Florence's Speedy Trial Act clock began running on February 21, 2014, when she was arraigned on the initial indictment. The district court granted five ends-of-justice continuances in the period between her arraignment and the filing of the superseding indictment eighteen months later. Florence challenges the sufficiency of the district court's findings for the last three continuances, on June 16, July 22, and September 5. She maintains that the district court merely relied on the fact that the case was "complex" without properly acknowledging or weighing the countervailing interests of the defendant and the public. Our review is limited to those time periods. See Rice, 746 F.3d at 1077-78.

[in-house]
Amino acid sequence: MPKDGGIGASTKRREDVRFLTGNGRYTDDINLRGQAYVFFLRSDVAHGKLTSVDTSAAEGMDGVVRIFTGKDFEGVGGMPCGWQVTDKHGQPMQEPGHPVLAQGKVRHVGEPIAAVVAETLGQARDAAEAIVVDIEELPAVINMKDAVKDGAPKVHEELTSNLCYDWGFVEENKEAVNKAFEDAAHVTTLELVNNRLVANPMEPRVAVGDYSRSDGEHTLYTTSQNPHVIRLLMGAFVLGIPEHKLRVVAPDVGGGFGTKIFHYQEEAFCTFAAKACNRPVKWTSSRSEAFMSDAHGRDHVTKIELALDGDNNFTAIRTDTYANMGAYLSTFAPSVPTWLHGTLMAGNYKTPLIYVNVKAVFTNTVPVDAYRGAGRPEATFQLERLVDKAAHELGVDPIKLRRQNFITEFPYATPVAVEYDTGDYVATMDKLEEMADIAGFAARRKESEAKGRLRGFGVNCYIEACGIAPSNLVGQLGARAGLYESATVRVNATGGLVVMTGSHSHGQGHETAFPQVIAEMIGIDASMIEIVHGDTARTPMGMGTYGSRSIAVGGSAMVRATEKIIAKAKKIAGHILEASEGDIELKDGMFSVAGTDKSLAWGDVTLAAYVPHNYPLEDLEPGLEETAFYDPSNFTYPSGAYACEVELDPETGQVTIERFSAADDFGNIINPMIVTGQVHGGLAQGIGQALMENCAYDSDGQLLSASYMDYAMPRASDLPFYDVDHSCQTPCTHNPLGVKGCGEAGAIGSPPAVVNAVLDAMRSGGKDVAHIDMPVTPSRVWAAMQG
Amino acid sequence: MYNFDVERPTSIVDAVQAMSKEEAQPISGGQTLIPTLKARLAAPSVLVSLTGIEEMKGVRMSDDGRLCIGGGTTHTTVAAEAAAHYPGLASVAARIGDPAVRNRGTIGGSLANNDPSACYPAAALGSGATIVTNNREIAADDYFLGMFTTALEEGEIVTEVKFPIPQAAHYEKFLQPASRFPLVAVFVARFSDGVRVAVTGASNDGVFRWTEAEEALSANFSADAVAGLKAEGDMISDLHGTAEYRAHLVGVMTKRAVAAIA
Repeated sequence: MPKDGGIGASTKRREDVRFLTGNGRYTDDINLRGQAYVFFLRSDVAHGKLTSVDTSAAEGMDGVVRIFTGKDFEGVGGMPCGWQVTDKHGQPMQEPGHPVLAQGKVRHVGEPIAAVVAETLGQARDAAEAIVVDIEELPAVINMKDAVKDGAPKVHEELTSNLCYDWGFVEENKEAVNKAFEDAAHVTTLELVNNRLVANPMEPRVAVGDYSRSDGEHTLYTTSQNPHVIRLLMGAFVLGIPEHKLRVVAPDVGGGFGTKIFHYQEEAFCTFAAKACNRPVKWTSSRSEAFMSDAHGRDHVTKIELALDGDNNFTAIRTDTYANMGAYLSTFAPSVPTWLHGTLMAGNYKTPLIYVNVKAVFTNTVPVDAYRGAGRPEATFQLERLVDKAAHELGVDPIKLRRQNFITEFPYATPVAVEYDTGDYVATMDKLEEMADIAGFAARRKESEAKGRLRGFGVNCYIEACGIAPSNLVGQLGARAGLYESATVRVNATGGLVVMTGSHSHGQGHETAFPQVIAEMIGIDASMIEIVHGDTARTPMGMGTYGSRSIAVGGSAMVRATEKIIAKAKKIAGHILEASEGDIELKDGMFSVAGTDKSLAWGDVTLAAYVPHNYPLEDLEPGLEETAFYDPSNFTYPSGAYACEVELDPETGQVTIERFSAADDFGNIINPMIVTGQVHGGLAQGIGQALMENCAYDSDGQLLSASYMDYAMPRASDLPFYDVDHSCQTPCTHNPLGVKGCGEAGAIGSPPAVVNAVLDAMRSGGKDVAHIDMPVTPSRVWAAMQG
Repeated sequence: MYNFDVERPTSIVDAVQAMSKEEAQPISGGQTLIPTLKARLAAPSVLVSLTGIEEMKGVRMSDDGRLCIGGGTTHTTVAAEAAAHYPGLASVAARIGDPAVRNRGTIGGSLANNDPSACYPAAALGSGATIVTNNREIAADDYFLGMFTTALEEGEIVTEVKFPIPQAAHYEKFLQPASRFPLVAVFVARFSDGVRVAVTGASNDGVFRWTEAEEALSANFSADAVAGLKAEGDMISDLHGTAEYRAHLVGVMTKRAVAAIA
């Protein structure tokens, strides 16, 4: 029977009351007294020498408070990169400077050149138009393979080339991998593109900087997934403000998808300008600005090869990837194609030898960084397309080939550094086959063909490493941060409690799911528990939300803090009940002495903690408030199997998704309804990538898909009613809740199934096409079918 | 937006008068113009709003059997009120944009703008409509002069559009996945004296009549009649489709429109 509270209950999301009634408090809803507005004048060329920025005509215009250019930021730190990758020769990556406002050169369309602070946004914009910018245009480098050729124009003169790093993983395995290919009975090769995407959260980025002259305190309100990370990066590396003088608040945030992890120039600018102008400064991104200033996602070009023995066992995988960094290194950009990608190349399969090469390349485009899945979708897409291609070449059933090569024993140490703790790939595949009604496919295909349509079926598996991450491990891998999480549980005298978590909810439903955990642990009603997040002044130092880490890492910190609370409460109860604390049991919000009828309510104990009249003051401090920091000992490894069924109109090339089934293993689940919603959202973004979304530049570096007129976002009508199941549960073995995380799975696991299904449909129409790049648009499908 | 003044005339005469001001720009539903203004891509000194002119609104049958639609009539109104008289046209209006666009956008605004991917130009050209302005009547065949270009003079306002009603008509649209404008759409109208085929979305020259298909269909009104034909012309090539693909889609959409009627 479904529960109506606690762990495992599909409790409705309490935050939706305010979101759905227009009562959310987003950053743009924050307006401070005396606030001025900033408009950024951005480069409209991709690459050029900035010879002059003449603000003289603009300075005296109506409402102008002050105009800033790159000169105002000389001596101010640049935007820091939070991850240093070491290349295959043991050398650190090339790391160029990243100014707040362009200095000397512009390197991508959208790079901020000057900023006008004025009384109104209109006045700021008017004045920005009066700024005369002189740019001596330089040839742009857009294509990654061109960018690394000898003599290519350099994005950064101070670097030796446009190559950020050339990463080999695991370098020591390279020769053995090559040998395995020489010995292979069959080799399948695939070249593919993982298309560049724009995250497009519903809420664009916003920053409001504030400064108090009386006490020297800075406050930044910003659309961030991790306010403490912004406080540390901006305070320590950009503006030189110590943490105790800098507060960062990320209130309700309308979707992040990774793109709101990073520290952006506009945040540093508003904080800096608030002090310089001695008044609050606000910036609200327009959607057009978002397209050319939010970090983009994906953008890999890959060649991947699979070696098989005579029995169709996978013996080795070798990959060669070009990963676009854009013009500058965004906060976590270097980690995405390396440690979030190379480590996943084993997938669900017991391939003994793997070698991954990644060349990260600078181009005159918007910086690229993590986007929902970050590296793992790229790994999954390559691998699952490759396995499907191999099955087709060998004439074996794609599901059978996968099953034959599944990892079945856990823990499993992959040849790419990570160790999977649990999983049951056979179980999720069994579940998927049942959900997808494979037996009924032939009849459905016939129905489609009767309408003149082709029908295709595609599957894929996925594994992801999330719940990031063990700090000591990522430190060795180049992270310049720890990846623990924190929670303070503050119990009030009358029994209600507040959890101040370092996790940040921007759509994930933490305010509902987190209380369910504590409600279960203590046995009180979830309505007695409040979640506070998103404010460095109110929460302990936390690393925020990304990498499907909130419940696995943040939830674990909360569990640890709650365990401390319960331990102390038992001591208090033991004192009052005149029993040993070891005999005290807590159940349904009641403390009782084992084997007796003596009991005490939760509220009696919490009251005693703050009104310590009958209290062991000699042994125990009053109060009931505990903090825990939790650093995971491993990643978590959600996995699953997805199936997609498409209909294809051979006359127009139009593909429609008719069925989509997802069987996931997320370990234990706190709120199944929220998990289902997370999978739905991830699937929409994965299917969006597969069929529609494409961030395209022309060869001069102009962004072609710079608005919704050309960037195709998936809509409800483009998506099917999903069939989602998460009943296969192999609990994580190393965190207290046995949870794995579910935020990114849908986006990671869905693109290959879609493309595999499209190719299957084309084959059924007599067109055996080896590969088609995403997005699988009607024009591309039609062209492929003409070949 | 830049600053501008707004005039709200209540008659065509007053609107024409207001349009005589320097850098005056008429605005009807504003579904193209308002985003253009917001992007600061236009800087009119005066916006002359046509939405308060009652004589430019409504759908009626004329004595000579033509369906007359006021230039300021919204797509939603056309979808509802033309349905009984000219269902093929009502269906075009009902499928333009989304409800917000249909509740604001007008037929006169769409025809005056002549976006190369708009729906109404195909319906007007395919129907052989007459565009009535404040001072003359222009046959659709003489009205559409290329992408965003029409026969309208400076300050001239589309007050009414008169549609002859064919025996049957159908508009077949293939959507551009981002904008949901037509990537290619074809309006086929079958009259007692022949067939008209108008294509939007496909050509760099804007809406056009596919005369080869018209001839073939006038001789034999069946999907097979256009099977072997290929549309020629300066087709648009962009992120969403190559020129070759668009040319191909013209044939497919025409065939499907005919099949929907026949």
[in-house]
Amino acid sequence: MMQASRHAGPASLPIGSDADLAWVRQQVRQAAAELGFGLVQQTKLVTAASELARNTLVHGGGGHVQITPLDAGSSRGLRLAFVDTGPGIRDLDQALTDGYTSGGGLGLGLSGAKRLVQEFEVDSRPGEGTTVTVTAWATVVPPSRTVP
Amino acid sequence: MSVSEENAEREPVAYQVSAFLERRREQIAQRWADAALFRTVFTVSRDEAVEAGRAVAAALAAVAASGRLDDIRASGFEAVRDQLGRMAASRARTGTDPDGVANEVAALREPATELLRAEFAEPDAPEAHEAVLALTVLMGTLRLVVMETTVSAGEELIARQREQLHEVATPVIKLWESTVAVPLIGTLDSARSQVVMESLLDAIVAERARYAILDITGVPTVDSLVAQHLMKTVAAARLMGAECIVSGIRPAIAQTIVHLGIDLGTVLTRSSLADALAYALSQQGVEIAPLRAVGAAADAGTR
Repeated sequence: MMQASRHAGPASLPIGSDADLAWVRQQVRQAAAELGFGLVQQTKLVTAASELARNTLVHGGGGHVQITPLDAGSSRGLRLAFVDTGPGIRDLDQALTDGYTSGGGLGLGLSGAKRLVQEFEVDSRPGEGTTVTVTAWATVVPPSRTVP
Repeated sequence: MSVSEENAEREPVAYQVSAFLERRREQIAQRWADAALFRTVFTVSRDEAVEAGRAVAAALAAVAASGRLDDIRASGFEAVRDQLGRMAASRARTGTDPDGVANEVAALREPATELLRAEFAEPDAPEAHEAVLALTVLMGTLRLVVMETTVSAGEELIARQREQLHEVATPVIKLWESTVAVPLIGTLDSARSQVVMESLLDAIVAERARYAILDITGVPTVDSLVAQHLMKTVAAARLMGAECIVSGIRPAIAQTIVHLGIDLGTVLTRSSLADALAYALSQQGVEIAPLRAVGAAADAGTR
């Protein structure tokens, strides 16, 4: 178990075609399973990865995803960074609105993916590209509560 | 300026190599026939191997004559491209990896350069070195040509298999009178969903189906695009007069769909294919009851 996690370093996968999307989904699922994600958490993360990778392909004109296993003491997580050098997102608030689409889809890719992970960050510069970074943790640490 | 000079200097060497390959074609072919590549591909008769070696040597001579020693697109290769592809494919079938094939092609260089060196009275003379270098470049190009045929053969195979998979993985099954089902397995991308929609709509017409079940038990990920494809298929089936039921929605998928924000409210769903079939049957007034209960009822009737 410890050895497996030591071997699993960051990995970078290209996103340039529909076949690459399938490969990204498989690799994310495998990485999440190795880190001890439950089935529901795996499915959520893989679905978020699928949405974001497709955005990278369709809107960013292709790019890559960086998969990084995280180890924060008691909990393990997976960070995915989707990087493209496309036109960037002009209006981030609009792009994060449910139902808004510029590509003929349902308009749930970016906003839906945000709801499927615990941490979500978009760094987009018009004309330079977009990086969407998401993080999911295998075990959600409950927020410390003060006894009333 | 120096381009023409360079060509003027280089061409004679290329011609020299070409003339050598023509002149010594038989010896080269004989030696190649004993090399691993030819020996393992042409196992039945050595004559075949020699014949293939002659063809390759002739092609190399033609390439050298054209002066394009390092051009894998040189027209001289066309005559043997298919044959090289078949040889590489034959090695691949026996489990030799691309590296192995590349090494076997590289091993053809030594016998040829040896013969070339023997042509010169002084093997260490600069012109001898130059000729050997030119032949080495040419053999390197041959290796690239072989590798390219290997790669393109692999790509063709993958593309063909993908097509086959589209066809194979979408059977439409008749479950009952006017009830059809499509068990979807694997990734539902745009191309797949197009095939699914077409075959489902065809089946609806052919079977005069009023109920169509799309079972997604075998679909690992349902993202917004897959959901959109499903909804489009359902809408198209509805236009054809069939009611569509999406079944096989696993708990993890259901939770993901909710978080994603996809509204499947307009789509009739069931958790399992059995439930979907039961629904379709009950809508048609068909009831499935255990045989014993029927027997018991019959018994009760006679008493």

Florence did not object to any of the continuances until July 1, 2015, when she moved to dismiss the superseding indictment. The district court denied the motion while acknowledging that for ends-of-justice continuances, it had to find on the record that "the interest[s] in that continuance outweigh the best interests of the public and the defendant in a speedy trial." Tr. 106 (July 31, 2015 AM). The district court found that the best interests of justice would be served by excluding the time periods "[g]iven the complexity of this case and the reasons stated in open court." Id. at 109.